Google Analytics

Google Analytics
Google Analytics will help you figure out who is visiting your website, where they’re from, and what they’re interested in.

Use this powerful tool to find and understand your audience.

It may seem like an overwhelming task, but you can harness the power of Google Analytics to figure out where most of your Internet traffic is coming from, and how you should be targeting your ads.

Once you have logged into your Analytics, you’ll see a tab on the left-hand side that says “Audience.” Here, there are quite a few more tabs underneath, but if you’re a beginner, start with the one called “Geo,” followed by the “Location” tab. Skim down past “Countries” and “Regions,” and click on “Cities.” Here’s where you will get a better breakdown of the actual cities from where you’re getting traffic. These are the people checking out your digital storefront.

Where are they coming from?

You may find a few surprises here. Many stores automatically set a radius of physical locations based on how far they think customers will drive to take advantage of their services. But the fact of the matter is, people will go where they’re going to get treated the best.

People move, they make life changes, and they may still want to come to your store. Setting a radius at random doesn’t always work. If you go on Google Analytics, you’ll see where these folks are located.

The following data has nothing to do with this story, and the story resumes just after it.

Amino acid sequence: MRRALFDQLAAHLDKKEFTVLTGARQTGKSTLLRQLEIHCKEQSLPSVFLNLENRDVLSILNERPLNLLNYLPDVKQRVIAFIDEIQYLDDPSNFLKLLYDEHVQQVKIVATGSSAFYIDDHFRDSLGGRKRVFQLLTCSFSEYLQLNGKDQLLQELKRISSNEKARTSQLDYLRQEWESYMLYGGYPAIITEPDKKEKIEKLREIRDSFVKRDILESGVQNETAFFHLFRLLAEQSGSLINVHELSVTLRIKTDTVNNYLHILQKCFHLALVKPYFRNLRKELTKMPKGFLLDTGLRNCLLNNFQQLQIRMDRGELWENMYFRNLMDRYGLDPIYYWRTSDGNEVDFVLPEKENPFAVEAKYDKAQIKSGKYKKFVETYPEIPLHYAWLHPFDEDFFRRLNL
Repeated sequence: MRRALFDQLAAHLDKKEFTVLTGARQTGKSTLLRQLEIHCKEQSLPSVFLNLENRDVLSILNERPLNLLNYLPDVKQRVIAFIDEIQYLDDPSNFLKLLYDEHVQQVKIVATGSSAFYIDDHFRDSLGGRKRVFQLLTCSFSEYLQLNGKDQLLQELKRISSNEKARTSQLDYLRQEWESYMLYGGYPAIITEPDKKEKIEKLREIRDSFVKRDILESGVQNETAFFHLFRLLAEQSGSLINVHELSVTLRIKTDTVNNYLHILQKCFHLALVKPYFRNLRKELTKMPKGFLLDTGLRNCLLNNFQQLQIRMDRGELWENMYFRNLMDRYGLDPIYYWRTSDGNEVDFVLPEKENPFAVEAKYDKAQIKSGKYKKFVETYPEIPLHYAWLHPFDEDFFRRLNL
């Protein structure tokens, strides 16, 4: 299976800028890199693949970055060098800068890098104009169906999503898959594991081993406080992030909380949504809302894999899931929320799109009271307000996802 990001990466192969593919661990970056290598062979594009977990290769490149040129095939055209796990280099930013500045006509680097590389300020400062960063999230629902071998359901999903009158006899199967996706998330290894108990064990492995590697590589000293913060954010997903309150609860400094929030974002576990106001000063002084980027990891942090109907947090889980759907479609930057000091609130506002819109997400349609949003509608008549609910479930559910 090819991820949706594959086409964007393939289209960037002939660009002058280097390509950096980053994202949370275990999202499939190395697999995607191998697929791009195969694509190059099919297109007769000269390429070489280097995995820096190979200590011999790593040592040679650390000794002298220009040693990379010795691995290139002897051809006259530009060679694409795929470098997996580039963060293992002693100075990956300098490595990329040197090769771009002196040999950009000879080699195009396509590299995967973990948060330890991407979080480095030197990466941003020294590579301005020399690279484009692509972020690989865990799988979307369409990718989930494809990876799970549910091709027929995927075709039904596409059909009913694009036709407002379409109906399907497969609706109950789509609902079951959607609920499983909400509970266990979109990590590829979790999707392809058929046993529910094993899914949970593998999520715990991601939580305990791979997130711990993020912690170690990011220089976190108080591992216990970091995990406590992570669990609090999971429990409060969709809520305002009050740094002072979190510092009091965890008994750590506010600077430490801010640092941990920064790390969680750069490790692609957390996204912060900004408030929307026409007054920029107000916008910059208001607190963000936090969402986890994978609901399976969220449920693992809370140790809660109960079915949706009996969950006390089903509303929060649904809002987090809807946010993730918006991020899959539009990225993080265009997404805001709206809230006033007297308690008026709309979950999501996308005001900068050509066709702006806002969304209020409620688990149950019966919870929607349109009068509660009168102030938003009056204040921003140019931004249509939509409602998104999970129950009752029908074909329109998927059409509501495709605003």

Luckily, Google puts it in very simple terms. You can see city by city, where the numbers are coming from. You’ll be pleasantly surprised to see you may have high activity in cities that you weren’t targeting. By diving into Google Analytics, you can stay on top of new opportunities.

Who is visiting?

The next place you should check is the “Acquisition” tab, followed by the “Source/Medium” tab. This is where you can see how your traffic is performing, along with who the top performers are. So you’ll see where things are coming from, whether it’s Facebook Mobile, Google Organic or Google My Business.

If you’re paying for social media marketing, when you go into the “Source/Medium” tab, you should be able to see that. You should also see what’s driving that traffic—you’ll see users, new users, and how that traffic is performing.

Who is sticking around?

Another number to check is your “Bounce Rate.” For example, if you’ve done a Facebook campaign that always goes to your website, you’ll be able to see how many people have clicked on it and interacted. If it had a high bounce rate, such as 90%, then it’s not effective. A bounce rate will show you how people are interacting with your site—if they don’t stay at all, then you’ll have a high bounce rate.

Ideally, you should have under a 40% bounce rate for straight website traffic. Sometimes, if your website takes too long to load, people will leave, and you’ll have a high bounce rate. If it’s not optimized and takes more than seven seconds to load, people won’t wait, they’ll just leave.

See the “Times On Sites” area, to see how long people are staying on your site. You’re probably driving traffic directly to maybe one page, so they’re not going to multiple pages.

These are practices you should implement about once a month. If you want to get more clarification, there are some good courses from LinkedIn, and of course, from Google. Just take it one step at a time, and you’ll find it’s a huge asset to your business.

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